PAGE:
25th Apr 2005, 09:13
The British gallon is bigger than the U.S. one. That will account for at least some of the better M.P.G in the U.K.
26th Jul 2005, 20:16
Another thing to take into consideration about differences in MPG between Europe and the United States is the oil barons. It's no secret that the United States lives on oil and oil products. Other makes and models sold overseas make better milage than their sister cars over here mainly because of tuning. Other considerations are the insane things they do for pollution control on vehicles in the states. Not only do they increase the amount of fuel burned they don't even compair to the superior pollution controls on European and Asian vehicles.
14th Feb 2006, 02:39
From what I understand fuel refineries in the European countries do a much better job "cracking" or refining the crude into lighter oils. This is especially so with diesel fuel.
14th Feb 2006, 08:53
European diesel fuel is superior to American fuel as Americans took the cheapest way out by offering the lowest grade (highest sulfur) diesel possible. This is changing this year as America is introducing new low sulfur fuel compatible with European fuels, which may open up the market even more for diesel cars (for example, California is the largest car buying state, but fuel diesel cars can be sold here due to emissions restrictions).
30th Jun 2015, 08:24
I live in the USA and have been to Europe several times. Not everyone on either side buys cars based to such a high degree on MPG. It's nice to be unencumbered by it. The criteria in our family is a refined fun to own and drive automobile. Styling is a big key. And the Prius is not a very appealing looking one in our opinion. Lacking a lot of amenities. Don't really care for the back up camera. In fact on others we have had issues with back up alarms, especially with winter and snow.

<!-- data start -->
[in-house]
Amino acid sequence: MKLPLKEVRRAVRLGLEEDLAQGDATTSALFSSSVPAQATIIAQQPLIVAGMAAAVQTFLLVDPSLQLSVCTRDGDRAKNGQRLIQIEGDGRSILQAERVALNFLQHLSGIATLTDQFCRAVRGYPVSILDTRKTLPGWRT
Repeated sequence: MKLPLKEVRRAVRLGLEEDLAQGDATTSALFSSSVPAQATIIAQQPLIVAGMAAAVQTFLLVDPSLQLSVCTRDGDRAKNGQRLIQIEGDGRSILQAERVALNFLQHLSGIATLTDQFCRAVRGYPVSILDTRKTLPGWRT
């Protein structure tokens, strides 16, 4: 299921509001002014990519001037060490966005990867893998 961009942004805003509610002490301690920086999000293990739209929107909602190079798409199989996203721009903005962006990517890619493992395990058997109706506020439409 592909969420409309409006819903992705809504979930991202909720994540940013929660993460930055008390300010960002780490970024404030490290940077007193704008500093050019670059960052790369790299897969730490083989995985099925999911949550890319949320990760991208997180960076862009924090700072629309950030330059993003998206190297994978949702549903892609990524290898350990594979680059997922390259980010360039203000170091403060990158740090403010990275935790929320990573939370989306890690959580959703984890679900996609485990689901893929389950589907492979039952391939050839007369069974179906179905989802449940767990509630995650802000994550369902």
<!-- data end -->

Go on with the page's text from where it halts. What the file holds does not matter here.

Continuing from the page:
The Tesla is a nice looking car. But taking the MPG out of car shopping opens up a lot of great opportunities. Perhaps we want more than pointing a car A to B, worrying over diesel fuel quality or worrying over a few tanks of gas. Saving 150 a month isn't going to break the pocket for what enjoyment you get in return.
4th Aug 2015, 23:50
Interesting - I run a 2015 Nissan Juke 1.2 litre petrol with over 10500 miles now - doing 40 MPG (Imp), which I believe is 33.3 MPG (US) - I have never turned the climate control off since new and I drive, err shall we say enthusiastically. The UK Govt heavily subsidises the Prius; even so, the start price is £22k - the Juke just under £14k. That £8000 difference buys you an awful lot of petrol - approx 1502 gallons (UK) at today's price of £1.17 per litre. Therefore you can buy a Juke and travel a smidgen over 60k miles before you have spent the equivalent £22k the Prius cost you.